Anglo countries have been the backbone of security for this planet. Their unity and self-sacrificing bravery ended two World Wars and the Cold War, saving and freeing billions in the process. Wherever there is a natural disaster or a people in desperate need of assistance these heroic people stand up and risk blood and treasure to rescue both friend and fo alike under the ingrained principle to 'love thy neighbor'. Imagine if it were the immoral dictator Putin of the rapidly reforming Neo-USSR or any of the tin pot dictators and religious nuts were entrusted to to watch over the planet; it would mean the return of despotism, concentration camps, and loss of freedoms that Anglos and many others hold dear to their hearts: freedom of religion, freedom of speech, freedom of the press, the total loss of liberty. In fact, the entire world would sink into a dark thick morass of third world-style crime and pollution. So, yes they act with one voice and they do so with pride, knowing that they alone stand as a bright shining light of liberty, justice, and freedom amongst a wicked and filthy world.
    Offline

    21
    ReputationRep:
    Despite the fact that I am not a Euro-skeptic (France and Germany are good allies especially) I must admit that the closer to the Eu referendum we have gotten, the more I believe my heart lies with our brethren in the Anglosphere.

    We should of course retain our trade with the EU but I do believe that seeking free trade and movement at a minimum should be sought with the Anglosphere.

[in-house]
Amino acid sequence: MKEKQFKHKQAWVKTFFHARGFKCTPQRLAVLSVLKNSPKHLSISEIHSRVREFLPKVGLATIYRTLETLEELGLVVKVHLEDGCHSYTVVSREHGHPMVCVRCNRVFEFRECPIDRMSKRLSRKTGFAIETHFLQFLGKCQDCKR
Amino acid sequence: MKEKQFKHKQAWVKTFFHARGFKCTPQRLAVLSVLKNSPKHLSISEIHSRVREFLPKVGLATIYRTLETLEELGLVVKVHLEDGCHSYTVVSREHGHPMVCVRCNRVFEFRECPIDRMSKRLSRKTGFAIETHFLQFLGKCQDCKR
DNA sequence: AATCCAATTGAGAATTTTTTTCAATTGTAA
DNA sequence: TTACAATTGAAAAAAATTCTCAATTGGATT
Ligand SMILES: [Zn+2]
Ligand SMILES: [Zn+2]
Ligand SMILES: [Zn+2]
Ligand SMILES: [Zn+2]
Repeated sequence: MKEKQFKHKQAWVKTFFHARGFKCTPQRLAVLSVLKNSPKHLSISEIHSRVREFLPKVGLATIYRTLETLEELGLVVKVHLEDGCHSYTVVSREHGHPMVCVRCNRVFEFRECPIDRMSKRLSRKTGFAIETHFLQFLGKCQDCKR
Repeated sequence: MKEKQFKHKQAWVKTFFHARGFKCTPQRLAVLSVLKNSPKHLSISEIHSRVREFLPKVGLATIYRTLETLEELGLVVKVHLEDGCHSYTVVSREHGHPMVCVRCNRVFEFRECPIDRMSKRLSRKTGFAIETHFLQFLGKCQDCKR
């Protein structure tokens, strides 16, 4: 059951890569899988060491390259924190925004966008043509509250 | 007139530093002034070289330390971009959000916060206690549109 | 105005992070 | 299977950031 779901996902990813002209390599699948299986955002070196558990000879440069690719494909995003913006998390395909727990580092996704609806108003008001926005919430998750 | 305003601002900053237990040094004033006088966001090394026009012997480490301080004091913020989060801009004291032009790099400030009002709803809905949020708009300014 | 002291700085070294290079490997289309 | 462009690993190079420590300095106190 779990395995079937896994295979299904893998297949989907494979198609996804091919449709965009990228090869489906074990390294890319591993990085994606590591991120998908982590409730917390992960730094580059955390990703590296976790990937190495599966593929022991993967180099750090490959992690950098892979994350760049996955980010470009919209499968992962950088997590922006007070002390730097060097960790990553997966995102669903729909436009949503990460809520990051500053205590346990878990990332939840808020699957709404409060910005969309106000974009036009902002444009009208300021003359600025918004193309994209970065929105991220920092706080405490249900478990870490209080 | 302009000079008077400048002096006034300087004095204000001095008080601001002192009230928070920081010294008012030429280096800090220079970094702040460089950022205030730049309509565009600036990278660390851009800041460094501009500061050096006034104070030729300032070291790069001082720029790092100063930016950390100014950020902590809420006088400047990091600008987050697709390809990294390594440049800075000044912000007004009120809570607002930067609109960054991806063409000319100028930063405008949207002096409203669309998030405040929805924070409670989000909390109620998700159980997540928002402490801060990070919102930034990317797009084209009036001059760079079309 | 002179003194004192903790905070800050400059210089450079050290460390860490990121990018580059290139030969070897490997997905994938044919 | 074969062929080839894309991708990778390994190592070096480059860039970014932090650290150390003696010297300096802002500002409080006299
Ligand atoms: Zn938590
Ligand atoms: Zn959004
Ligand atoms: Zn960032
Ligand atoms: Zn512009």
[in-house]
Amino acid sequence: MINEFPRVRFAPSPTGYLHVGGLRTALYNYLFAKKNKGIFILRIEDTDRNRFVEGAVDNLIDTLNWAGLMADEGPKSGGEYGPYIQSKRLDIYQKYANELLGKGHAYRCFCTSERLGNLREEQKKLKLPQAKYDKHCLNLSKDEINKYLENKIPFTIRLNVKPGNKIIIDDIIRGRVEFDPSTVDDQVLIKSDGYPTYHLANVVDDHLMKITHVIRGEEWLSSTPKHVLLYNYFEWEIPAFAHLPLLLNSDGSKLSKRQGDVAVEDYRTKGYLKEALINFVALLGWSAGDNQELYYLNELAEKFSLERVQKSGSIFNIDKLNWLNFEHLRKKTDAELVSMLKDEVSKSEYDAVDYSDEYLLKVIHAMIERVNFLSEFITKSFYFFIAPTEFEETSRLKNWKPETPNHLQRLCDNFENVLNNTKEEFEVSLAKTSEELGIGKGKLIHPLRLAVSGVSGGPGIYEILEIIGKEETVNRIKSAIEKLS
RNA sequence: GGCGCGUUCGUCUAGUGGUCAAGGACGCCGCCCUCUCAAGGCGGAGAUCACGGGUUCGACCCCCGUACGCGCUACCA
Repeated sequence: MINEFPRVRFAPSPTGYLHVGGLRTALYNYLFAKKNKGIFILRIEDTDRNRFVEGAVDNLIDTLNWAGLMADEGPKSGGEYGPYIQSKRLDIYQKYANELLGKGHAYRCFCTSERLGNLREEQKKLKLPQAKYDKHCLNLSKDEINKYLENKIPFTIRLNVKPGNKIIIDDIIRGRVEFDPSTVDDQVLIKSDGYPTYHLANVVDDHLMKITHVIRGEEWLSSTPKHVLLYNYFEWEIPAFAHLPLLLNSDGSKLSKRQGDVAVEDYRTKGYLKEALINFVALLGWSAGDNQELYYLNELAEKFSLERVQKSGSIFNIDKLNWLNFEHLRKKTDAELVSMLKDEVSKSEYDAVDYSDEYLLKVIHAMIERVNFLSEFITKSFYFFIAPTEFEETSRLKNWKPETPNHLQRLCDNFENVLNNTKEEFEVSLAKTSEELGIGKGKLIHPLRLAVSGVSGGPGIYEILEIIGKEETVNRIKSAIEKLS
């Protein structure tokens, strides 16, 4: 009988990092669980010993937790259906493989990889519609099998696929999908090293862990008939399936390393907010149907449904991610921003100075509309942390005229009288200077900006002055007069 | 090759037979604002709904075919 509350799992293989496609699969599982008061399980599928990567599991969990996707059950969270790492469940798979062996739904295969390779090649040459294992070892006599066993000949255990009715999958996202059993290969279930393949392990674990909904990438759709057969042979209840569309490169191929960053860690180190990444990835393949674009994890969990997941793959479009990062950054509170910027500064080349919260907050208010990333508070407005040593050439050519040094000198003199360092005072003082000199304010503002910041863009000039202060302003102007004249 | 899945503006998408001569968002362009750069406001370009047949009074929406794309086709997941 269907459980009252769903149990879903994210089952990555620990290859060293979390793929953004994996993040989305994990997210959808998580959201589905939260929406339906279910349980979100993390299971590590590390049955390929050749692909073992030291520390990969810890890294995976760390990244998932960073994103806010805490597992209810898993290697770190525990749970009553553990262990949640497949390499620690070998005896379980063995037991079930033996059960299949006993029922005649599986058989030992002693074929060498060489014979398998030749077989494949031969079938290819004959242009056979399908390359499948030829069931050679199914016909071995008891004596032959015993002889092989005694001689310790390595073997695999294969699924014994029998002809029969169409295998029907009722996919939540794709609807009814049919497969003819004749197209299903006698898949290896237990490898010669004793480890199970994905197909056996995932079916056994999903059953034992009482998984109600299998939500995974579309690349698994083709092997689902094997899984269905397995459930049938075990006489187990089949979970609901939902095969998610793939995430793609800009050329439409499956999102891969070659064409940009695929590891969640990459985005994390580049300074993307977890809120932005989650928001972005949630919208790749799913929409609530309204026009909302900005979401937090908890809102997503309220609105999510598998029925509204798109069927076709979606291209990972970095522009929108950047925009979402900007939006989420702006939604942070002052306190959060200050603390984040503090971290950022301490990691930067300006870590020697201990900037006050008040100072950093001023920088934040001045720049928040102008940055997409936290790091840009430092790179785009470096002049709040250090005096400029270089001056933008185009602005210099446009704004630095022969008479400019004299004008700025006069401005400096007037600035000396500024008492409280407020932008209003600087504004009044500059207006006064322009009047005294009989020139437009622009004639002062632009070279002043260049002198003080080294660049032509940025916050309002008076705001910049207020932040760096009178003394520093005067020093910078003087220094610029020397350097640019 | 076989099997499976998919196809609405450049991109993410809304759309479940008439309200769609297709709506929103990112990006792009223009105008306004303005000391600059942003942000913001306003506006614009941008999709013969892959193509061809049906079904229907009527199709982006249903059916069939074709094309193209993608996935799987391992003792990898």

Offline

    0
    ReputationRep:
    This is fascinating. In the early 70's and again in the 90's Australia, New Zealand and Canada proposed a similar idea, albeit not as close as the EU but it included free trade, sharing of military bases to improve cooperation, extended length visa-free travel but not free movement of labour, health agreements to increase research, schooling agreements allowing children in their millions to take exchanges, policing agreements, tax agreements, free trade on a range of goods, aviation agreements (indeed this was a big reason why BA and Qantas joined on the kangaroo route) and a whole range of small agreements here and there. As a modern day comparison it would be like the Australia - NZ relationship but extended to include Britain and Canada.

    I did research into the idea and think Britain should have gone for it despite the EU saying no. Even today we see health reciprocal agreements, relaxed restrictions on meat and dairy trade, and military cooperation but it's only a fraction of what was originally wanted.

    I hope one day we will see this.
    Offline

    21
    ReputationRep:
    (Original post by This Is Matt)
    This is fascinating. In the early 70's and again in the 90's Australia, New Zealand and Canada proposed a similar idea, albeit not as close as the EU but it included free trade, sharing of military bases to improve cooperation, extended length visa-free travel but not free movement of labour, health agreements to increase research, schooling agreements allowing children in their millions to take exchanges, policing agreements, tax agreements, free trade on a range of goods, aviation agreements (indeed this was a big reason why BA and Qantas joined on the kangaroo route) and a whole range of small agreements here and there. As a modern day comparison it would be like the Australia - NZ relationship but extended to include Britain and Canada.